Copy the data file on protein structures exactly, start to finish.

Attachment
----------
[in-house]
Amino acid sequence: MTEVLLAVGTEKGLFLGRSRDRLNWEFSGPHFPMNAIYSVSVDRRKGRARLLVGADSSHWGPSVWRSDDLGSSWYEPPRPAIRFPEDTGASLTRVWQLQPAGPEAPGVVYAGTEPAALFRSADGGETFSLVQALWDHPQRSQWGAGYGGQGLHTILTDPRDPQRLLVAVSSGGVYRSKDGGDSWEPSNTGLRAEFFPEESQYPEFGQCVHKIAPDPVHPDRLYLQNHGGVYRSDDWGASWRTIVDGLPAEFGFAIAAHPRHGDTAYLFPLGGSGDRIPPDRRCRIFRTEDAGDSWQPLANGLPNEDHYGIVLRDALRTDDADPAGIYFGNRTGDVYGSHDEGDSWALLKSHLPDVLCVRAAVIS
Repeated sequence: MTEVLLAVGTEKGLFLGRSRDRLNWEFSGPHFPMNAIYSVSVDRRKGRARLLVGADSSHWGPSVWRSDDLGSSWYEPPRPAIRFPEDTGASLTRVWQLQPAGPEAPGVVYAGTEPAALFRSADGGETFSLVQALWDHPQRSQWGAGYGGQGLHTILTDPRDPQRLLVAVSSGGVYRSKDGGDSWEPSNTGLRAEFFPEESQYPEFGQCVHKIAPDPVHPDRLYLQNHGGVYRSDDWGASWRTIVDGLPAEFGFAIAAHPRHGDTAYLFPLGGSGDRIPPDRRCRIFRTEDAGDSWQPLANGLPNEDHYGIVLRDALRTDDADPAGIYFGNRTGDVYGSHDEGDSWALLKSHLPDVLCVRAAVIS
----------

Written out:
[in-house]
Amino acid sequence: MTEVLLAVGTEKGLFLGRSRDRLNWEFSGPHFPMNAIYSVSVDRRKGRARLLVGADSSHWGPSVWRSDDLGSSWYEPPRPAIRFPEDTGASLTRVWQLQPAGPEAPGVVYAGTEPAALFRSADGGETFSLVQALWDHPQRSQWGAGYGGQGLHTILTDPRDPQRLLVAVSSGGVYRSKDGGDSWEPSNTGLRAEFFPEESQYPEFGQCVHKIAPDPVHPDRLYLQNHGGVYRSDDWGASWRTIVDGLPAEFGFAIAAHPRHGDTAYLFPLGGSGDRIPPDRRCRIFRTEDAGDSWQPLANGLPNEDHYGIVLRDALRTDDADPAGIYFGNRTGDVYGSHDEGDSWALLKSHLPDVLCVRAAVIS
Repeated sequence: MTEVLLAVGTEKGLFLGRSRDRLNWEFSGPHFPMNAIYSVSVDRRKGRARLLVGADSSHWGPSVWRSDDLGSSWYEPPRPAIRFPEDTGASLTRVWQLQPAGPEAPGVVYAGTEPAALFRSADGGETFSLVQALWDHPQRSQWGAGYGGQGLHTILTDPRDPQRLLVAVSSGGVYRSKDGGDSWEPSNTGLRAEFFPEESQYPEFGQCVHKIAPDPVHPDRLYLQNHGGVYRSDDWGASWRTIVDGLPAEFGFAIAAHPRHGDTAYLFPLGGSGDRIPPDRRCRIFRTEDAGDSWQPLANGLPNEDHYGIVLRDALRTDDADPAGIYFGNRTGDVYGSHDEGDSWALLKSHLPDVLCVRAAVIS